Speeds Down With Tire Change At MIS
Posted by: Dave Thompson, follow @phillyfan17
June 17, 2012
Speeds during the extra Sprint Cup practice session on Saturday evening were down by five to six miles per hour with the new left-side tires that NASCAR and Goodyear mandated for the race at Michigan International Speedway on Sunday.
The decision by NASCAR and Goodyear late Friday evening was necessary after a number of teams tires began to blister due to the excessive heat buildup from the higher speeds produced by the newly repaved track.
Greg Biffle led the Saturday’s final with a top-speed of 195.647 mph, down from 199.093 mph in race trim on Friday. Prior to the tire change, Biffle had approached 205 mph in qualifying trim during Friday’s practice.
“The tires are really hard, you can tell,” Biffle said. ”It is giving up a lot of grip. It is kind of funny, you can hear the tires squealing when you first go out, before it builds temperature, you can feel it sliding on the racetrack. It slows the cars down, and as it builds heat it actually starts to gain some of that grip back.”
NASCAR officials made the decision to be proactive and avoid tire blowouts similar to what occurred at Indianapolis in 2008. At that race, a competition caution was called every 12 laps due to excessive tire wear which caused the tires to blowout.
The tires change was not in effect for qualifying on Saturday, when the 200 mph mark was eclipsed by 19 drivers. After qualifying, teams were left scrambling and wondering what impact the new tires would have on car setup and adjustments.
“It kind of threw us for a loop — the engine guys mostly,” Biffle said. ”They have set amount of miles we can put on the engines, and we are a little over this weekend. We are on the throttle so much around here that we are a little concerned with the engine package anyway. This is a little added blood pressure for them all day tomorrow.”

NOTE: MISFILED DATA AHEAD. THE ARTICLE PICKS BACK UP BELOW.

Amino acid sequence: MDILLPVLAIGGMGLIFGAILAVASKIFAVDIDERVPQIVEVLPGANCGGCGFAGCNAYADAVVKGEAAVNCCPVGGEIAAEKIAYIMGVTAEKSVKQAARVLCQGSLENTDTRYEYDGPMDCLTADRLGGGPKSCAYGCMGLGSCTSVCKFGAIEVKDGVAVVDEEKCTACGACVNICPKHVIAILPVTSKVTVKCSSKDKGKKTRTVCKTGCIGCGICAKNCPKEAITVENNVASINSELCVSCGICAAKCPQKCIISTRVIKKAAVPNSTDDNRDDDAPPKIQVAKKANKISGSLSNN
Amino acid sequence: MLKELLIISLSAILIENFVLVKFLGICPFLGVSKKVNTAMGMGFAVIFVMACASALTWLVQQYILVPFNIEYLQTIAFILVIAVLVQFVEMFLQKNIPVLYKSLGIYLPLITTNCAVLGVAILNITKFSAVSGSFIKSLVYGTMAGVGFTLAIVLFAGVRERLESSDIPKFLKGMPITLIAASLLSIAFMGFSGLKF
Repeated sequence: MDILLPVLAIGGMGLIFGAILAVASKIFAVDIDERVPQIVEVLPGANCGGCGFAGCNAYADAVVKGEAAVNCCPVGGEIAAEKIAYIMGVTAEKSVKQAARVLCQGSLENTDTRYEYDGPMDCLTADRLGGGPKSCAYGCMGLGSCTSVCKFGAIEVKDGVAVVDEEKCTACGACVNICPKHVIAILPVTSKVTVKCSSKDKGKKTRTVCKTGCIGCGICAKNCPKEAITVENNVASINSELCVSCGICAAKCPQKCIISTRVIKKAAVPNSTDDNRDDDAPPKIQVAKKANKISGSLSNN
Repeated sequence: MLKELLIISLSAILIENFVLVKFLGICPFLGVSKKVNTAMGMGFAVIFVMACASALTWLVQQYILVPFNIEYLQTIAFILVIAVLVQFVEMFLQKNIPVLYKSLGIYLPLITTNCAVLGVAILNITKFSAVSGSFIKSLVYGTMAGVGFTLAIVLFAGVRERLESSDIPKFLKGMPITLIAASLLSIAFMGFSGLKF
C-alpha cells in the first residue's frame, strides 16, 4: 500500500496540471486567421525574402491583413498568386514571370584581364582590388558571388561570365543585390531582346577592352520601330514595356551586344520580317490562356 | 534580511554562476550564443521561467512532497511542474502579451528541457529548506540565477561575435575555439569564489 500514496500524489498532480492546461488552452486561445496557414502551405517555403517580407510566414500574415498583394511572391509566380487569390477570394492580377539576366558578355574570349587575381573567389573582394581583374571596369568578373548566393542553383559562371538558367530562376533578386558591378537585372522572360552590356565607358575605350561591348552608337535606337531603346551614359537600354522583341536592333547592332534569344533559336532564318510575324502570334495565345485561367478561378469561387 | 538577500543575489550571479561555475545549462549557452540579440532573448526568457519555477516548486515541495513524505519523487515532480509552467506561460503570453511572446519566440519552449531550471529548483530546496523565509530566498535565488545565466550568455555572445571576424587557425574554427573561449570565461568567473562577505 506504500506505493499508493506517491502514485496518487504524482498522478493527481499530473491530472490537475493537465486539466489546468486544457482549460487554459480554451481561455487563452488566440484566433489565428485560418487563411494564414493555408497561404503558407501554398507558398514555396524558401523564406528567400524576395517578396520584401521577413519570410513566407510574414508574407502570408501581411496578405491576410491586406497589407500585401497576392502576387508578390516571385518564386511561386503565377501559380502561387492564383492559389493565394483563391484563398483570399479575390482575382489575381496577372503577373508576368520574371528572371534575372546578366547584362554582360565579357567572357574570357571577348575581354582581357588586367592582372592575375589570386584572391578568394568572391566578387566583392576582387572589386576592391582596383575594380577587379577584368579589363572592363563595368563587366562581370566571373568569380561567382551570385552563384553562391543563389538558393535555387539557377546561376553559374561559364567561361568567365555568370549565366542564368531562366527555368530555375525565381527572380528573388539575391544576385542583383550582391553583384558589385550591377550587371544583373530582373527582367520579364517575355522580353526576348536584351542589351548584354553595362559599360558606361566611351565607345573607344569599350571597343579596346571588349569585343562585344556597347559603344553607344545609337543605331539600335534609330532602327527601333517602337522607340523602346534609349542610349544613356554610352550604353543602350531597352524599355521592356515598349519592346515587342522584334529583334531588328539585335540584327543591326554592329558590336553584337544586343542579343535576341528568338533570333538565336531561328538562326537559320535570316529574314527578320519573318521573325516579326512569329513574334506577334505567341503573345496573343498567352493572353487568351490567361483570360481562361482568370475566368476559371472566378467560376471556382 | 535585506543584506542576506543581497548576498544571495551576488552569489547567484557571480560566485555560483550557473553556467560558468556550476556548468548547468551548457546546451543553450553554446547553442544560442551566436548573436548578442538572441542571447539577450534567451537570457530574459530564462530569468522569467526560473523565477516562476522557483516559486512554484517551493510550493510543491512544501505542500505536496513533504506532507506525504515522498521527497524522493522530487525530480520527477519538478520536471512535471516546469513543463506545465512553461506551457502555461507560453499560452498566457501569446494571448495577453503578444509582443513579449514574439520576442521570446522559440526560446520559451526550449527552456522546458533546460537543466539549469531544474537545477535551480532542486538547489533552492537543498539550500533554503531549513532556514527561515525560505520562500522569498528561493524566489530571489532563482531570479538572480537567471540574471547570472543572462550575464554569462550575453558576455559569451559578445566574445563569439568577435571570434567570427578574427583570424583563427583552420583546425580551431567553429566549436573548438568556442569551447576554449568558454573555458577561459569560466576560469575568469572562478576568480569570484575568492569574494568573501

The new tire was used at Charlotte Motor Speedway in 2006 and 2007 after a repave of the track surface. The tire is a much harder compound than the one NASCAR was expecting to use at Michigan International Speedway this weekend which provides less grip, making the cars more difficult to handle.
Dale Earnhardt Jr. was on of the drivers that seemed a bit unhappy with the decision to change tires.The tire drove “like it’s six years old”, said Earnhardt.
“It’s really slick,” he added after final practice. ”Our engine guys don’t like to run over a certain number of laps. I’d like to practice more, but I can’t.”
“My car ain’t as good as I want it to be, but I can’t run more laps. This ain’t cool,” said a frustrated Earnhardt.
During the final practice session, a number of teams limited their laps to avoid engine wear. Fourteen drivers ran less than 25 laps.
The challenge for Sunday’s race is going to be which team adapts to the new tire and makes the correct adjustments on the car handling. It will also be interesting to see how these new tires hold up during a green-flag run greater than 20 laps.